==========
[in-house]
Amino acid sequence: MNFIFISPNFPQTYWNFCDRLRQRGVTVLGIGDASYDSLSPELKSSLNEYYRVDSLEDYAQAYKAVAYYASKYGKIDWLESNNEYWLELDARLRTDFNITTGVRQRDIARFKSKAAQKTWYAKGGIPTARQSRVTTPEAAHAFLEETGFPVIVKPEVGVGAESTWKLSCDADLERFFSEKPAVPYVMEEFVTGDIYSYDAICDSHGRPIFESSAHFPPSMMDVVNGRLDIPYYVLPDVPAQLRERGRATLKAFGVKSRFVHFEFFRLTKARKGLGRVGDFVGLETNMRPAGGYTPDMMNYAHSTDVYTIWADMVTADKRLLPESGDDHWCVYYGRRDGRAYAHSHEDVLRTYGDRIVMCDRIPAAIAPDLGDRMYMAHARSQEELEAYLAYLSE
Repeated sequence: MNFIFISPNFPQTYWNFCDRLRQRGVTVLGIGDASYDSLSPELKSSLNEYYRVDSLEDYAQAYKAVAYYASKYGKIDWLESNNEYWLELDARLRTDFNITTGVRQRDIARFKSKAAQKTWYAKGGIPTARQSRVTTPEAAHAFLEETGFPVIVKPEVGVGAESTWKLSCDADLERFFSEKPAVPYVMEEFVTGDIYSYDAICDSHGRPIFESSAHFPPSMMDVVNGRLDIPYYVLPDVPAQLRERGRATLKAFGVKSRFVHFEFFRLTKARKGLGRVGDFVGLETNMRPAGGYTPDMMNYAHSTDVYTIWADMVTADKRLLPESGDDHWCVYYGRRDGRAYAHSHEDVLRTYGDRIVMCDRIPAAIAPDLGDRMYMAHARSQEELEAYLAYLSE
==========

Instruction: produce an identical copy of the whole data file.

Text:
[in-house]
Amino acid sequence: MNFIFISPNFPQTYWNFCDRLRQRGVTVLGIGDASYDSLSPELKSSLNEYYRVDSLEDYAQAYKAVAYYASKYGKIDWLESNNEYWLELDARLRTDFNITTGVRQRDIARFKSKAAQKTWYAKGGIPTARQSRVTTPEAAHAFLEETGFPVIVKPEVGVGAESTWKLSCDADLERFFSEKPAVPYVMEEFVTGDIYSYDAICDSHGRPIFESSAHFPPSMMDVVNGRLDIPYYVLPDVPAQLRERGRATLKAFGVKSRFVHFEFFRLTKARKGLGRVGDFVGLETNMRPAGGYTPDMMNYAHSTDVYTIWADMVTADKRLLPESGDDHWCVYYGRRDGRAYAHSHEDVLRTYGDRIVMCDRIPAAIAPDLGDRMYMAHARSQEELEAYLAYLSE
Repeated sequence: MNFIFISPNFPQTYWNFCDRLRQRGVTVLGIGDASYDSLSPELKSSLNEYYRVDSLEDYAQAYKAVAYYASKYGKIDWLESNNEYWLELDARLRTDFNITTGVRQRDIARFKSKAAQKTWYAKGGIPTARQSRVTTPEAAHAFLEETGFPVIVKPEVGVGAESTWKLSCDADLERFFSEKPAVPYVMEEFVTGDIYSYDAICDSHGRPIFESSAHFPPSMMDVVNGRLDIPYYVLPDVPAQLRERGRATLKAFGVKSRFVHFEFFRLTKARKGLGRVGDFVGLETNMRPAGGYTPDMMNYAHSTDVYTIWADMVTADKRLLPESGDDHWCVYYGRRDGRAYAHSHEDVLRTYGDRIVMCDRIPAAIAPDLGDRMYMAHARSQEELEAYLAYLSE